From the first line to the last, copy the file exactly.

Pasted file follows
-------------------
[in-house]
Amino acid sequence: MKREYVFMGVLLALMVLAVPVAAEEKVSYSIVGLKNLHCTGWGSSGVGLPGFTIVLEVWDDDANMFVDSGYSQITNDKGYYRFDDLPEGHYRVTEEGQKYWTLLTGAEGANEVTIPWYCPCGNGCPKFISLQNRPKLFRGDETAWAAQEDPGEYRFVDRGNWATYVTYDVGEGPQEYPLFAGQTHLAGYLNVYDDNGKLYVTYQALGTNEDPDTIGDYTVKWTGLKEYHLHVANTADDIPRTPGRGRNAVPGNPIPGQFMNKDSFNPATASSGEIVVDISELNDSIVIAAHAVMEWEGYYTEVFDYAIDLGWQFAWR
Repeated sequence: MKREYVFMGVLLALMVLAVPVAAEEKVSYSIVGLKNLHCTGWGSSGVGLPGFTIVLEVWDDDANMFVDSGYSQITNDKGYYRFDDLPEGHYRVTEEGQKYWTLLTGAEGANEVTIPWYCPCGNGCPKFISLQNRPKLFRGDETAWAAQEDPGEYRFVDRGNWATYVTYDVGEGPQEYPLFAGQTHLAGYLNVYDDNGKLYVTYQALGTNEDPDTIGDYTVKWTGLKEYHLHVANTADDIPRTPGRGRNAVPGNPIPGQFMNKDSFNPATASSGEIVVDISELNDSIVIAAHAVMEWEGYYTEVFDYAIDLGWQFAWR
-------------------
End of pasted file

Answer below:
[in-house]
Amino acid sequence: MKREYVFMGVLLALMVLAVPVAAEEKVSYSIVGLKNLHCTGWGSSGVGLPGFTIVLEVWDDDANMFVDSGYSQITNDKGYYRFDDLPEGHYRVTEEGQKYWTLLTGAEGANEVTIPWYCPCGNGCPKFISLQNRPKLFRGDETAWAAQEDPGEYRFVDRGNWATYVTYDVGEGPQEYPLFAGQTHLAGYLNVYDDNGKLYVTYQALGTNEDPDTIGDYTVKWTGLKEYHLHVANTADDIPRTPGRGRNAVPGNPIPGQFMNKDSFNPATASSGEIVVDISELNDSIVIAAHAVMEWEGYYTEVFDYAIDLGWQFAWR
Repeated sequence: MKREYVFMGVLLALMVLAVPVAAEEKVSYSIVGLKNLHCTGWGSSGVGLPGFTIVLEVWDDDANMFVDSGYSQITNDKGYYRFDDLPEGHYRVTEEGQKYWTLLTGAEGANEVTIPWYCPCGNGCPKFISLQNRPKLFRGDETAWAAQEDPGEYRFVDRGNWATYVTYDVGEGPQEYPLFAGQTHLAGYLNVYDDNGKLYVTYQALGTNEDPDTIGDYTVKWTGLKEYHLHVANTADDIPRTPGRGRNAVPGNPIPGQFMNKDSFNPATASSGEIVVDISELNDSIVIAAHAVMEWEGYYTEVFDYAIDLGWQFAWR